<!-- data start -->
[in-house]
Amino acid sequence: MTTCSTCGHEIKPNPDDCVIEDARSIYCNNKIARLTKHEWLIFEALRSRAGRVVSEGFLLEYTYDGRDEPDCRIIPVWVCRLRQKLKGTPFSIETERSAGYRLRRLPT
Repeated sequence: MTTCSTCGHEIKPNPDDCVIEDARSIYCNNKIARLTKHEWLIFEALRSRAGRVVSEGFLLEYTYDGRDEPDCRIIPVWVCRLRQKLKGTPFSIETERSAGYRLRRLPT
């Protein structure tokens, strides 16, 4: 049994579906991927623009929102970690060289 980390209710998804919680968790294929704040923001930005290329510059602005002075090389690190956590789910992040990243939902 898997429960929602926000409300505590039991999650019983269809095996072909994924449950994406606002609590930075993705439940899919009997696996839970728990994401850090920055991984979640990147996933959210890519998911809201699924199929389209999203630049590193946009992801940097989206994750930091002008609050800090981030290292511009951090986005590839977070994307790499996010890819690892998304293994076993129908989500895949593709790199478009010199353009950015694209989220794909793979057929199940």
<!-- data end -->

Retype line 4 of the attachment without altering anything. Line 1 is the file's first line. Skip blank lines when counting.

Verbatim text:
């Protein structure tokens, strides 16, 4: 049994579906991927623009929102970690060289 980390209710998804919680968790294929704040923001930005290329510059602005002075090389690190956590789910992040990243939902 898997429960929602926000409300505590039991999650019983269809095996072909994924449950994406606002609590930075993705439940899919009997696996839970728990994401850090920055991984979640990147996933959210890519998911809201699924199929389209999203630049590193946009992801940097989206994750930091002008609050800090981030290292511009951090986005590839977070994307790499996010890819690892998304293994076993129908989500895949593709790199478009010199353009950015694209989220794909793979057929199940």